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After close to two years of preparation in Ireland, Gridstore has opened its doors in Palo Alto, Calif., and is taking the wraps of its first offering targeted at managed service providers. NASg is an enterprise-class storage platform that delivers unlimited storage capacity, network bandwidth and processing capacity on existing Network Attached Storage resources. It is built around the NASg Storage Block, an Intel/Microsoft-based storage node with embedded Windows XP, an Intel Atom core, 1GB of RAM, and up to 2TB of SATA hard disk drives that starts at $300 per unit. Gridstore’s software will work with any Windows-based NAS device so customers don’t have to throw out existing hardware, says CEO and co-founder Kelly Murphy. Plus Unix and Linux capabilities will be added in the future, he adds.

The company is launching a public beta for MSPs, with the full roll-out expected in late Q1 2010. The target audience is the $30-billion SMB storage space that consumes 80-85 percent of storage capacity.

"At the high end of the market are enterprise-class solutions that are scalable and expensive, proprietary and complex. The vendors have tried to move down market but their products really overshoot the small business market"

Small businesses are using NAS, but the key features lead to problems of storage sprawl, silos, high costs, complex management, and high risk because of the potential for a single point of failure when something happens to the hardware, says Murphy.

"The gap we’re trying to address is the standalone NAS that SMBs can afford and use. NASg delivers scalability, performance and reliability of enterprise storage, but without the price tag or the complexity."

This is a huge market opportunity, says Murphy. According to IDC, storage consumption is growing at more than 60 percent per year, so small businesses need to double their storage every 12 to 18 months. Throw in the fact that 95 percent of file requests are for data that is less than 30 days old, and new machines instantly get maxed out. "Once it maxes out, you need to go and buy another system, and quite often you leave unused capacity on the existing resources.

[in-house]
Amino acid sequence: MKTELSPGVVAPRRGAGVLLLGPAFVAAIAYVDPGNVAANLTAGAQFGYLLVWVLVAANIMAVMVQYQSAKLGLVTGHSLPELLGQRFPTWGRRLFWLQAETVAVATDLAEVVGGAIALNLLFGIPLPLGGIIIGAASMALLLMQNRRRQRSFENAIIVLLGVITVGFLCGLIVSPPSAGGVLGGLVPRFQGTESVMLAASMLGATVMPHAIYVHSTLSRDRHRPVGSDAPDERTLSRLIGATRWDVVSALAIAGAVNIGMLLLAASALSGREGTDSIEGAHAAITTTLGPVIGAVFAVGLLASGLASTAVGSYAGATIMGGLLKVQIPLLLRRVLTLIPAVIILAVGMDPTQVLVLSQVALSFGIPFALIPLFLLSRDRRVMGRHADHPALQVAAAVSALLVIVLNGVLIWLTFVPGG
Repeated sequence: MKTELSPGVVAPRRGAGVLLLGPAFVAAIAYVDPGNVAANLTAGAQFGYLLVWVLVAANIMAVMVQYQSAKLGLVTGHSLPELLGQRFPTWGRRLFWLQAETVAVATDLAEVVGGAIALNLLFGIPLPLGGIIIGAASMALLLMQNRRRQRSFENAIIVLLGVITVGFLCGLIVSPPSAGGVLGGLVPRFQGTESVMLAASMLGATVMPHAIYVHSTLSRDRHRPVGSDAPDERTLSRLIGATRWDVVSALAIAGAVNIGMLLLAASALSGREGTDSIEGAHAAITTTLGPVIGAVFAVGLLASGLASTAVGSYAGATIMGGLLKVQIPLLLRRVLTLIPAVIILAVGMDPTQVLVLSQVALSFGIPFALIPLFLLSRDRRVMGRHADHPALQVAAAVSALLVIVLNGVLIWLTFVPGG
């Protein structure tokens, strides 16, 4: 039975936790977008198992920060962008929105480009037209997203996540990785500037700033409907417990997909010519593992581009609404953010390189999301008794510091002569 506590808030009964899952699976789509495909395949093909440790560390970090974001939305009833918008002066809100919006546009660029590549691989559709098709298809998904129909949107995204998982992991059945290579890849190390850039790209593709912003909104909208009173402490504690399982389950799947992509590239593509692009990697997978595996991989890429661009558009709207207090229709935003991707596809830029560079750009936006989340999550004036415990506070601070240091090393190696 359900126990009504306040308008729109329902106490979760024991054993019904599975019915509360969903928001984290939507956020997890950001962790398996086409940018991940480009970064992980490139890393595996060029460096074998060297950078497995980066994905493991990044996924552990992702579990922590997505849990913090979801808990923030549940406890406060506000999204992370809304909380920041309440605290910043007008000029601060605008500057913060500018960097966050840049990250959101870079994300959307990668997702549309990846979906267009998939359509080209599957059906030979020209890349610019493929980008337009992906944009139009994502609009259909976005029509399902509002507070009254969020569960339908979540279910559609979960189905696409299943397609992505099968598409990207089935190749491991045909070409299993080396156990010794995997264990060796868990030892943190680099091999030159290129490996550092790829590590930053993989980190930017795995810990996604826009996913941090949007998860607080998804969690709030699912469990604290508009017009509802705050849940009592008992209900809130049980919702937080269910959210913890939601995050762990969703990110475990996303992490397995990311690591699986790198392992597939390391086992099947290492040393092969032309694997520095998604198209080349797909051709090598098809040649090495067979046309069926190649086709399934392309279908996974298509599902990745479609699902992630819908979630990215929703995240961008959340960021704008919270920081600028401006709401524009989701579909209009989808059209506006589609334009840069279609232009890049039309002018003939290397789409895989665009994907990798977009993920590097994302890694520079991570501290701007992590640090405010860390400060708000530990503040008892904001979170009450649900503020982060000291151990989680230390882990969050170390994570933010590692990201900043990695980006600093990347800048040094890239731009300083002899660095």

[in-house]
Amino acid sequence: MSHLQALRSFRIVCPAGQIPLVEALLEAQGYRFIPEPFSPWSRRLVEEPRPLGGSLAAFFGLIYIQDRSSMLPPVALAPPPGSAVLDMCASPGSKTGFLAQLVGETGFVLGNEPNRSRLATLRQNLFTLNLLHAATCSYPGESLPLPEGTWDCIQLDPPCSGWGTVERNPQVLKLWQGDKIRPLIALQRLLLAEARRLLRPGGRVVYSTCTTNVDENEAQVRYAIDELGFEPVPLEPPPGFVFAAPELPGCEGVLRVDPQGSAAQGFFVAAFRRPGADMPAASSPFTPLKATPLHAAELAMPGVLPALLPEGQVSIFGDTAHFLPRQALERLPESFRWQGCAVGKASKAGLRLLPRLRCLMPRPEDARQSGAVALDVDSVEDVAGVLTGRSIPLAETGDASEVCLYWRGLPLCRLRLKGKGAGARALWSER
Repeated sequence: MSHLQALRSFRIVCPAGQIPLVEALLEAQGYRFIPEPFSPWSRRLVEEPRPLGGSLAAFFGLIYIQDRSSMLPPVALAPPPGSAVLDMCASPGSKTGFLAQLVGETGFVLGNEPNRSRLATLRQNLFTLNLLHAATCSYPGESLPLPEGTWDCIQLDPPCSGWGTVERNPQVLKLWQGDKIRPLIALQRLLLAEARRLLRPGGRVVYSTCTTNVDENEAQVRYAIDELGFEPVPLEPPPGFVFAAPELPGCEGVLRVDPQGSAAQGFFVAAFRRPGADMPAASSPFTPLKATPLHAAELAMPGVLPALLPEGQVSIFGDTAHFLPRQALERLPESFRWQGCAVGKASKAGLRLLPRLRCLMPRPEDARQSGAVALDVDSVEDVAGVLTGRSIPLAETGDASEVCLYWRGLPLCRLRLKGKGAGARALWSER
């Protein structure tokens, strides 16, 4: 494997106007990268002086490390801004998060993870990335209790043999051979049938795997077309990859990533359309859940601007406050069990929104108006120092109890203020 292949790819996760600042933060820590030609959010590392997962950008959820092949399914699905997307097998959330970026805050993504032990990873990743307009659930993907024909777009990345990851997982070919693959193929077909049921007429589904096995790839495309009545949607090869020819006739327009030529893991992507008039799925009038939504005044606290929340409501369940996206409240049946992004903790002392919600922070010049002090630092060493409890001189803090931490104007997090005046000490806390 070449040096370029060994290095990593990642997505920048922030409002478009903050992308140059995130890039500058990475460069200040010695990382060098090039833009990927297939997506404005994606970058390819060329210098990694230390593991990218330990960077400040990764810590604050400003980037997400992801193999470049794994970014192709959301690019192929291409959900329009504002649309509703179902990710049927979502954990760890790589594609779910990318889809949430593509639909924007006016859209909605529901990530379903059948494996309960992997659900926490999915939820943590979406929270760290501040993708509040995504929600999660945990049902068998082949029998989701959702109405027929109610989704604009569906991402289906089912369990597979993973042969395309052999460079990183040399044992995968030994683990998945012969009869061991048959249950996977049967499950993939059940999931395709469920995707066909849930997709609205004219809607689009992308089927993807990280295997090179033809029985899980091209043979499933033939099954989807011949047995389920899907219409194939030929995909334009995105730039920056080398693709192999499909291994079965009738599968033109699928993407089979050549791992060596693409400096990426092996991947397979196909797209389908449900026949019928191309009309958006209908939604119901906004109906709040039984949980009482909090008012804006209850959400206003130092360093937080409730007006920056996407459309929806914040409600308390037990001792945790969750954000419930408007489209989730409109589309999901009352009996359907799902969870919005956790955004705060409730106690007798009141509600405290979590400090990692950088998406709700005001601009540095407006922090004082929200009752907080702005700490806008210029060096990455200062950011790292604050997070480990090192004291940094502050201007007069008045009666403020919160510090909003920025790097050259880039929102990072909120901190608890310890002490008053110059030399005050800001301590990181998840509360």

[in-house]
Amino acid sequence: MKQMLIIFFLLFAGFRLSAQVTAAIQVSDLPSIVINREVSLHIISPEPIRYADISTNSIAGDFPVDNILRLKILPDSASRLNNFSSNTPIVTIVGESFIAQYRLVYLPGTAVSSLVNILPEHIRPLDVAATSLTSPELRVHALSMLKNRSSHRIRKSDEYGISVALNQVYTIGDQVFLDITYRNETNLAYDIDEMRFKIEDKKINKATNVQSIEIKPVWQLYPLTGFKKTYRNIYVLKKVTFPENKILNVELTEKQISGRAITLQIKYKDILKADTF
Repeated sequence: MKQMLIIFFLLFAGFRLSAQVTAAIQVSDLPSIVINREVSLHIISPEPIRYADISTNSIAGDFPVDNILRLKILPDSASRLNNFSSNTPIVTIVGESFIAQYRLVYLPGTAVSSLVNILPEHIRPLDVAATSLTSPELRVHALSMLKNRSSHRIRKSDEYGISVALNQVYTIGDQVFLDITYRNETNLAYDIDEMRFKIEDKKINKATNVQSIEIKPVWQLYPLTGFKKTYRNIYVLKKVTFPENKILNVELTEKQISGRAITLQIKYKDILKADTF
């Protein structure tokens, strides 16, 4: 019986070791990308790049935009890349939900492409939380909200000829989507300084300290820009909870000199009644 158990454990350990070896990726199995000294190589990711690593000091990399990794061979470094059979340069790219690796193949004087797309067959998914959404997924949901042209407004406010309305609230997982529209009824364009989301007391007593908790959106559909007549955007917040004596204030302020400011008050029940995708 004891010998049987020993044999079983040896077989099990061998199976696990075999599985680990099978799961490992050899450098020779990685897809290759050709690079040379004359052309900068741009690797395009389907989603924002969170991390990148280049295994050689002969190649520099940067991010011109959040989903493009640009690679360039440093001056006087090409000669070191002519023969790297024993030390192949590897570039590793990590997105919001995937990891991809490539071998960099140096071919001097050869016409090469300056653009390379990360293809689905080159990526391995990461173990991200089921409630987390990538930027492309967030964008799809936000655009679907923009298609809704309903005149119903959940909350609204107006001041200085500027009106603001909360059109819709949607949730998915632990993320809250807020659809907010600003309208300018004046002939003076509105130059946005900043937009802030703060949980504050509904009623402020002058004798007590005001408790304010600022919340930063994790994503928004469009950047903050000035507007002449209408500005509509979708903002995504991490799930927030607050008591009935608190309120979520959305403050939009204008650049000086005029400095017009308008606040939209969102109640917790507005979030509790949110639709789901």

NASg enables customers to add as many nodes as required and each node adds storage and network bandwidth so there is unlimited scale for capacity and bandwidth, says Murphy. "By shifting the processing to the storage nodes, it allows us to use low-cost devices. He says a Gridstore solution would cost about one third the price of a comparable NAS, and it would eliminate storage sprawl.

According to Gridstore, the key benefits of NASg include: unlimited storage nodes in a single pool of storage; unlimited network bandwidth — every storage node adds 1 Gb/s of parallel network bandwidth so that as the number of storage nodes increases, each storage node performs less work and the parallel data path to the NASg increases; unlimited processing capacity — with storage processing being performed on the client machine, NASg is able to eliminate server-based processing bottlenecks, and as more clients are added to the NASg, more parallel processing power is also added to the grid; and unlimited reliability – by leveraging the processing power of the client machines, NASg stripes data across many storage nodes so that there is no single point of failure which means any pre-configured number of storage nodes can fail without data loss or downtime.

There are a number of benefits to MSPs, says Murphy, including easy scalability as more clients are added, reduced service problems and higher revenues. "This completely eliminates the need to go onsite and with the prices customers will save about two-and-a-half X and MSPs will earn about 4X."